My shaved head: to baldly go…Posted: September 4, 2012
Think of shaved heads and what comes to mind? Perhaps those well ‘ard Mitchell brothers from Eastenders. Maybe some skinhead fascists or football hooligans. Or, far removed from those stubble-scalped scallywags, you might think of a Buddhist monk, or perhaps a streamlined swimmer.
My shaved head is nothing to do with any of the above, nor is it a fashion statement. My bald bonce represents resignation – resignation to the fact that my hairline is receding ever further from my forehead; that it’s thinning on top; that I have a shiny, round bald patch.
Round the back and sides, my hair is still quite thick – and increasingly grey. It’s no good having thick hair just around the sides, really, is it? Left alone, it would grow into some kind of bouffant interpretation of a middle-aged mad professor, and I would be forced to wear a lab coat at all times.
Shaving my head is now, for me, the only alternative to this professor chic. I see other men in similar states of follicular depreciation trying to hide their plight. They might sport a wispy island of hair in the middle of their otherwise naked scalp. Worse still, an older gent in my situation might scrape a couple of longer strands of hair from the side of his head across the hair-free expanse on top, like some kind of flappy rope bridge across a bald canyon, prone to disastrous collapse at the merest suggestion of a gust of wind.
Prince William should take a leaf out of my book. Alan Shearer, the former England footballer turned pundit, has already done so. Well, he didn’t consult me directly on the matter, but I was clearly his inspiration. Wayne Rooney chose to go the other way, and good luck to him. There’s no better way to draw attention to your premature baldness than to get a high-profile hair transplant.
There are a lot of benefits to my hair(less) do. It’s the ultimate low-maintenance haircut, and because it’s almost idiot-proof to do it myself it’s far cheaper than anything requiring the services of a professional. I don’t need to spend ages choosing shampoo or carefully conditioning my luxuriant locks, and nor do I have to worry about the unwelcome attention of headlice.
The lack of hairstyling options as a bald chap means more time spent on choosing hats. Hats are a necessity these days, either to block out the sun (sunburn + bald head = nasty, painful mess) or keep out the cold. Even the smallest covering of hair seems to make all the difference on a chilly day. A cold blast of icy wind is enough to freeze your brains. Well, it feels like it anyway. The most extreme hat I own is what I call my Yak Hat, so called because it was made in Nepal and because it is very woolly. It has ear flaps (perhaps not stylish but certainly cosy and useful for shutting out the noise of bickering children) and, to lend it extra yakiness, it smelt of damp sheep when I got caught in a shower the day I bought it.
I sometimes wonder why I went bald at a youngish age – an eagle-eyed friend and hair obsessive spotted that my hairline was receding while I was still in the sixth form – and ponder over whether it might be some sort of hair karma; a kind of punishment for the terrible hairstyles I have had in the past.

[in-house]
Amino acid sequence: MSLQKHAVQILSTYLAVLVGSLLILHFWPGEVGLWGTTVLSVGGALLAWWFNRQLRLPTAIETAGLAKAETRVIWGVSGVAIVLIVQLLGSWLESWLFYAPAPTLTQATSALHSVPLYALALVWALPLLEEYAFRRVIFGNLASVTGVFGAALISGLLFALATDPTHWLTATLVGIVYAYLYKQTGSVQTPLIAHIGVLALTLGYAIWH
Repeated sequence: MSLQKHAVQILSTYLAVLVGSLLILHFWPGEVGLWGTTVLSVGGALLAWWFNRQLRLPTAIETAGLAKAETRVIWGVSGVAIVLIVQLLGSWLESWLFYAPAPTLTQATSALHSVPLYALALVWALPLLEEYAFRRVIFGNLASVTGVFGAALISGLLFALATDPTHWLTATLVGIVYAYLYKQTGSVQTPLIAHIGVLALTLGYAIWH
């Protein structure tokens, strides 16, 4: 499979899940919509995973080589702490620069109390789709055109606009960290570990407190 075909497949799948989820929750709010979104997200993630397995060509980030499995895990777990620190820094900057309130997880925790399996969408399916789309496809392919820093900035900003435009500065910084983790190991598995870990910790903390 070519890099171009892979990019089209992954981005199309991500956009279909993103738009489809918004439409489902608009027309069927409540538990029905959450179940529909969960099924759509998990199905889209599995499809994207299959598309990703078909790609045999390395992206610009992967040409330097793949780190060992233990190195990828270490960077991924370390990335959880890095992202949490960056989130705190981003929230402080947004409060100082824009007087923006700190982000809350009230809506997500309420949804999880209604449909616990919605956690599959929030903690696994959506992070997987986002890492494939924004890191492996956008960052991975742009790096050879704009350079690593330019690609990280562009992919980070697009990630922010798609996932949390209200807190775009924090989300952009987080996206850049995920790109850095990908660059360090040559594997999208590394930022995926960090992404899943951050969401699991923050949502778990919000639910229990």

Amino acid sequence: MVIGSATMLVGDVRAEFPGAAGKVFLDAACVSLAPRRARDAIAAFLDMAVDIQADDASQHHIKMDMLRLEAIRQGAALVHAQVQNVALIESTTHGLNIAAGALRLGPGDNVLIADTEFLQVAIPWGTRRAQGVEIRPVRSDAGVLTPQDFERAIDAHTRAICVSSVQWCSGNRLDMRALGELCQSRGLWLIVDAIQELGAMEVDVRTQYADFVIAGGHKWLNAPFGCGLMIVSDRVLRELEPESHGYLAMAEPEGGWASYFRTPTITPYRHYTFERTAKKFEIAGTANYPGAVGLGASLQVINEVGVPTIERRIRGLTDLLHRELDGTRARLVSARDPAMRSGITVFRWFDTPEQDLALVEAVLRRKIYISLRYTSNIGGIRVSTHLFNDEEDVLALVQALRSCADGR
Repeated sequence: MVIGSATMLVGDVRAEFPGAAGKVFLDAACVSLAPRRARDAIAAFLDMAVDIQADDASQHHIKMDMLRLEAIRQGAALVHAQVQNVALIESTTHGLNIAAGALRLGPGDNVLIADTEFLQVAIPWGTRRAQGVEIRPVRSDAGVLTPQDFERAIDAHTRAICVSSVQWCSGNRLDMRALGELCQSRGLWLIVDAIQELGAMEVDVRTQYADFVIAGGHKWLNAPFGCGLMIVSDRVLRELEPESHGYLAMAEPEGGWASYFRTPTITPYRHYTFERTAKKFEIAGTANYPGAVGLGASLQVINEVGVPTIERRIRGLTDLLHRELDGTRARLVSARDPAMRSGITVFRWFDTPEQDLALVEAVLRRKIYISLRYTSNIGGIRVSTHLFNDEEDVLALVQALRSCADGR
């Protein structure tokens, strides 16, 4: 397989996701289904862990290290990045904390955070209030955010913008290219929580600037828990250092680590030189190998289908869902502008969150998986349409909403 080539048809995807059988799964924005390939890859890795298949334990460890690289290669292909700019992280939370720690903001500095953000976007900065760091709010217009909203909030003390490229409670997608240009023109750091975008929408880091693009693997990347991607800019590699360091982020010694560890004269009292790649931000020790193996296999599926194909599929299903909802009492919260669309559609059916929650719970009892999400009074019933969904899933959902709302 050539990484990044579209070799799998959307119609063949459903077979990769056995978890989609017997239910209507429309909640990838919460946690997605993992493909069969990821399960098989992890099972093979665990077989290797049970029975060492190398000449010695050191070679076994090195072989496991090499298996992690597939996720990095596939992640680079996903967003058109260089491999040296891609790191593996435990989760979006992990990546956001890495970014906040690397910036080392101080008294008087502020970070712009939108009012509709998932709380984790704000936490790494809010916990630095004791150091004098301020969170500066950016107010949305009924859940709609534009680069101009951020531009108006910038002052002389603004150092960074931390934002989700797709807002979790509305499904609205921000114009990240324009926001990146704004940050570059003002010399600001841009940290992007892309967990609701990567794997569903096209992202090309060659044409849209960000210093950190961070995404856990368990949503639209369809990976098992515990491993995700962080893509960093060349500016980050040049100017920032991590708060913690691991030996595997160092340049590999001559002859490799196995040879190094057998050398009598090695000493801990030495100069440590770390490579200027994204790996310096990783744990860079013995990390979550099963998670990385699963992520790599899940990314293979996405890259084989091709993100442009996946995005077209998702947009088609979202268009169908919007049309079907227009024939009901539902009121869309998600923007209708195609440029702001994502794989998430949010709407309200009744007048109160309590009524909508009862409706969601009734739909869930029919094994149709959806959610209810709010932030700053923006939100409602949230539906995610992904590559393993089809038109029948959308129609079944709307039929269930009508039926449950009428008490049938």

I went through my early school years with a nondescript, standard-issue schoolboy haircut, but things started to go wrong when I become more interested in my own appearance, and decided to copy other boys in my year and get my hair spiked – a fashionable look in the late 1980s. Unfortunately, the hairdresser who did the spiking one ill-fated day in 1988 decided it would look good if I also had a fringe. She was mistaken. Everywhere I went the next day, I was greeted with uproarious, mocking laughter and howls of derision. The humiliation has stayed with me ever since. Laughter at the bus stop. Laughter on the bus. Laughter in the classroom. Laughter in assembly.
I moved on to a more regular ‘flat top’, but even that wasn’t without its problems. By this time I had moved to another hairdresser’s, but on one occasion there was a stand-in guest hairdresser, with maverick ideas of how to sculpt a flat top from my hair.
“Do you want it totally square or a bit square?” he asked.
“Er, a bit square?” I answered, not really having given much thought to the would-be squareness of my head.
He proceeded to reveal a rectangular piece of plastic and shaved round it, somehow creating a perfect trapezium shape out of my extremely short hair. I was stuck with this absurd geometrical tribute for a fortnight.
When I was 19, I experimented with my hair again, having moved through a fairly stable side-parting period. Just about every footballer in the top flight, and, I think, the entire England under-21 squad, had a hairstyle that was very short and combed forward. It sadly didn’t really suit me, as my girlfriend at the time pointed out. When meeting my great auntie Kathleen, she took the opportunity to ask what my dear relative thought of this new hairstyle of mine.
“With a face like that,” said Auntie Kath, “it doesn’t matter what he does with his hair.” I think she meant this as a compliment, and I really appreciated the support for my feeble fashion failure.
I eventually gave up on my hair eight years ago and baldly went where I’d only been once before (a Comic Relief head-shaving event in 1998). Of course I would rather have a full head of hair, but – to the despair of my mother – I have conceded defeat and would rather have no hair than some tufty remnants.
Tragically (ahem) I can’t treat you to any photos of my hair nightmares of years gone by, so here is a more recent photo by my friend Jo Pickles, celebrating the baldness.